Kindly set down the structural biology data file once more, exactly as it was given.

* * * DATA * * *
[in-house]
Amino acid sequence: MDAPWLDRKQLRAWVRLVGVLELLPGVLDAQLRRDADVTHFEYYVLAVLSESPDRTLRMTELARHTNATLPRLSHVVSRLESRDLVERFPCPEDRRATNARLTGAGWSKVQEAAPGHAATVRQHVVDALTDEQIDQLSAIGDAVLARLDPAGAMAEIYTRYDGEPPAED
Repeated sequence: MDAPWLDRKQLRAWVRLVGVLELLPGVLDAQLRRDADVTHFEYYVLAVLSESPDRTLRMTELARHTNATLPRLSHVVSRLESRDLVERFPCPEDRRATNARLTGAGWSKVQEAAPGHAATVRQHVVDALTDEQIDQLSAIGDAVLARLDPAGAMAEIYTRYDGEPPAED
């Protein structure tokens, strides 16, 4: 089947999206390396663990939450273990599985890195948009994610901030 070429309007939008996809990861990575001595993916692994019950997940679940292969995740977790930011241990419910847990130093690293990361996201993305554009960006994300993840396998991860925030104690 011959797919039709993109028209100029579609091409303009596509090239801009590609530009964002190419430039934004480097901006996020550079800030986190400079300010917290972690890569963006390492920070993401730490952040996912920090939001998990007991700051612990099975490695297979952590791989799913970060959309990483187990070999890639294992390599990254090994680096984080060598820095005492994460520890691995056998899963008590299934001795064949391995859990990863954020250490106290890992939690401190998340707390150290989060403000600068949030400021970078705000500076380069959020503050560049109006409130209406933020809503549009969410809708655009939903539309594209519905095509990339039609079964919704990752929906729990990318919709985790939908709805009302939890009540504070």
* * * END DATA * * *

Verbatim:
[in-house]
Amino acid sequence: MDAPWLDRKQLRAWVRLVGVLELLPGVLDAQLRRDADVTHFEYYVLAVLSESPDRTLRMTELARHTNATLPRLSHVVSRLESRDLVERFPCPEDRRATNARLTGAGWSKVQEAAPGHAATVRQHVVDALTDEQIDQLSAIGDAVLARLDPAGAMAEIYTRYDGEPPAED
Repeated sequence: MDAPWLDRKQLRAWVRLVGVLELLPGVLDAQLRRDADVTHFEYYVLAVLSESPDRTLRMTELARHTNATLPRLSHVVSRLESRDLVERFPCPEDRRATNARLTGAGWSKVQEAAPGHAATVRQHVVDALTDEQIDQLSAIGDAVLARLDPAGAMAEIYTRYDGEPPAED
């Protein structure tokens, strides 16, 4: 089947999206390396663990939450273990599985890195948009994610901030 070429309007939008996809990861990575001595993916692994019950997940679940292969995740977790930011241990419910847990130093690293990361996201993305554009960006994300993840396998991860925030104690 011959797919039709993109028209100029579609091409303009596509090239801009590609530009964002190419430039934004480097901006996020550079800030986190400079300010917290972690890569963006390492920070993401730490952040996912920090939001998990007991700051612990099975490695297979952590791989799913970060959309990483187990070999890639294992390599990254090994680096984080060598820095005492994460520890691995056998899963008590299934001795064949391995859990990863954020250490106290890992939690401190998340707390150290989060403000600068949030400021970078705000500076380069959020503050560049109006409130209406933020809503549009969410809708655009939903539309594209519905095509990339039609079964919704990752929906729990990318919709985790939908709805009302939890009540504070």